What is verbal dyspraxia and do I have it?

Why blog about verbal dyspraxia?

We all know the feeling, the word you’re trying to find is on the very tip of your tongue. For people living with verbal dyspraxia, it is a feeling they know only too well.

I decided to write this post because I didn’t know a lot, if anything, about verbal dyspraxia. So, I reached out to Mikey of Mikey’s Wish, who very kindly provided plenty of information about verbal dyspraxia. And that made me realise, I tick quite a few symptoms off the verbal dyspraxia symptoms checklist.

What is verbal dyspraxia and do I have it?

What is verbal dyspraxia and do I have it?

uhhhhhhhh?

First off, it is known by different names. In the UK, it is known as articulatory dyspraxia or developmental verbal dyspraxia. In the USA it is commonly known as apraxia of speech.

But to answer the question. What is verbal dyspraxia and do I have it? Verbal dyspraxia is a Neurological condition that prevents the forming of clear speech. And can often, but not always, overlap with types of global dyspraxia, making me think, maybe I do have it?

Verbal dyspraxia is a Neurological condition that prevents the forming of clear speech.

Does verbal dyspraxia affect food?

I have always had an issue with the texture of food. I still do, but my pallet for different texture is growing as I get older. But given that verbal dyspraxia affects the functioning of the month and tongue it must surely affect the way that the senses receive the texture and taste of food. I can’t help but reflect and think that the prison-like school dinners of the 1990’s did not help my relationship with the texture of food.

What is verbal dyspraxia and do I have it?school

The dyspraxic chef ask’s Mikey’s Wish

I asked Mikey (Mikey’s Wish raises awareness about verbal dyspraxia) about his relationship with food and he said he had no sensory issues with food and would try anything once. With me, it has to smell right and look right before I dip my fork into anything.

During our conversation, Mikey raised some important points about verbal dyspraxia. He highlighted the importance that our society puts on people’s ability to speak correctly and that people living with verbal dyspraxia in some cases require extensive speech therapy. Verbal dyspraxia shares some overlapping symptoms with other kinds of dyspraxia. These include but are not exclusive to, planning, processing speed, word finding, sequencing and it can affect the ability to read and write. This fast paced world we live in doesn’t always consider people that might need a little more time to process what is around them.

What is verbal dyspraxia and do I have it? Yes, I think so.

Through my research for this post, I have realised that I have had and still have some verbal dyspraxic tendencies. They are not what they were, but it certainly puts things in perspective considering I studied performing arts and broadcast radio. But it made me feel better about the times I struggle with speech. But as with the cooking, my learning about dyspraxia goes on.

A big thank you to Mikey’s Wish for helping with this post. Keep up the good work.

Yours and Hungry,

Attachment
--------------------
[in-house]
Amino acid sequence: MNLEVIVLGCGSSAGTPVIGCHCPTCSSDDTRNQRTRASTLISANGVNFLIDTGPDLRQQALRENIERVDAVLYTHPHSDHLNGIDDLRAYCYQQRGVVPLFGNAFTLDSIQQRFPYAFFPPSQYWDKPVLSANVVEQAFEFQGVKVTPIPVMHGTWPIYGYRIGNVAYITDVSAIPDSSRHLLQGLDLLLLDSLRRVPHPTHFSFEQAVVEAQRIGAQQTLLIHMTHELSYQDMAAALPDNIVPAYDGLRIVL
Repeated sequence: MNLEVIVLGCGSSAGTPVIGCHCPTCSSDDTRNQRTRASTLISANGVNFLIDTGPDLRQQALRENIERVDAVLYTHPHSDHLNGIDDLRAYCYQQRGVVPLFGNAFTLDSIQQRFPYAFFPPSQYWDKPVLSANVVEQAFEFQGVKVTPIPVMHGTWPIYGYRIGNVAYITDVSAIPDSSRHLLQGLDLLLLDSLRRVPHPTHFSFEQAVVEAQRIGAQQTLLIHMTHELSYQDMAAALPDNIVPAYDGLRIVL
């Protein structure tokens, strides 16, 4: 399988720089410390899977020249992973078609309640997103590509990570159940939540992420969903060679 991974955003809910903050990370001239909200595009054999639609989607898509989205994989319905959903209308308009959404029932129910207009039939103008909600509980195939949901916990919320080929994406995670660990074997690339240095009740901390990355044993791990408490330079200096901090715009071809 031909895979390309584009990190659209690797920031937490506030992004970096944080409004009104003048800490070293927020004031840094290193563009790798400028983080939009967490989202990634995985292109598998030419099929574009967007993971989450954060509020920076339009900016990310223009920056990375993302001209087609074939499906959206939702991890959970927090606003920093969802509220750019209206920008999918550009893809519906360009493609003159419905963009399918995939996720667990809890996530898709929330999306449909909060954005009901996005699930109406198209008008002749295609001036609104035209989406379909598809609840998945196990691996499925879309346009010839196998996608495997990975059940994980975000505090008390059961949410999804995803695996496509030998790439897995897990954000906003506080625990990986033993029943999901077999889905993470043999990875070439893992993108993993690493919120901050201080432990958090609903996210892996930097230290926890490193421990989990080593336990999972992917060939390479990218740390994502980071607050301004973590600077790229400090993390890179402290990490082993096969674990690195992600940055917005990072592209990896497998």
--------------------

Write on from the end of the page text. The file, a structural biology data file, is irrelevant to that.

The dyspraxic chef.

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Delicious Dyspraxic Chicken Jalfrazi

Dyspraxic chicken jalfrazi, doesn’t that sound delicious?  I may have mentioned this before. One thing I miss about England is the food.  In particular, I love curry and pretty much any curry, but when my Dutch friend Imran invited me to his place for a chicken jalfrezi, I offered my services as dyspraxic sous chef services and he duly accepted.

Dyspraxic menu | dyspraxic chicken jalfrezi

Dyspraxic chicken jalfrezi is on the menu tonight and here is what you will need.Dyspraxic Chicken jalfrezi ingredients | the dyspraxic chef

  • jalfrezi spices/powder
  • half a cup of oil
  • rice
  • peppers and onions
  • yogurt
  • tomato puree
  •  Chicken or cheese

What to do | dyspraxic chicken jalfrezi

To make it easier to read, I will bullet point all the dyspraxic action it will take to make this delicious dyspraxic chicken jalfrazi.

  • Slice chicken and remove all fat (be patient and take plenty of time) * top tip – use sharp clean scissors
  • add the chicken to a bowl of water to clean
  • marinate the chicken in spices and yoghurt
  • Cook the chicken in a pan with half a cup of sunflower oil on medium high heat
  • prepare the rice to boil
  • Take the chicken and add the puree and add more spice if needed
  • chop and add the veg (be patient and take plenty of time) 
  • Leave the pan on a low heat for around 20 minutes.

As always, there is no need to stick to the recipe for dyspraxic chicken jalfrezi add and remove as you see fit. Leave to cook on low heat with the key to knowing it is cooked it when the chunks of onion have separated and are soft.

Dyspraxic sous chef

I got off lightly today with the cooking, I did some slicing, which involved all its usual issues. But, I did learn how to make a dyspraxic chicken jalfrezi, which I am sure I will be eating again very soon.

Too hungry to take a picture

I got that excited about eating, I forgot to take a picture. I know it seems to be the trend to picture food and not one I love, but this is a cooking blog.  A true dyspraxic moment. Here is a picture of an empty pan. Dyspraxic Chicken jalfrezi empty pan | the dyspraxic chef

It was delicious, though, so a big thank you to Imran for accommodating the dyspraxic chef.

Yours and Hungry,

the dyspraxic chef.

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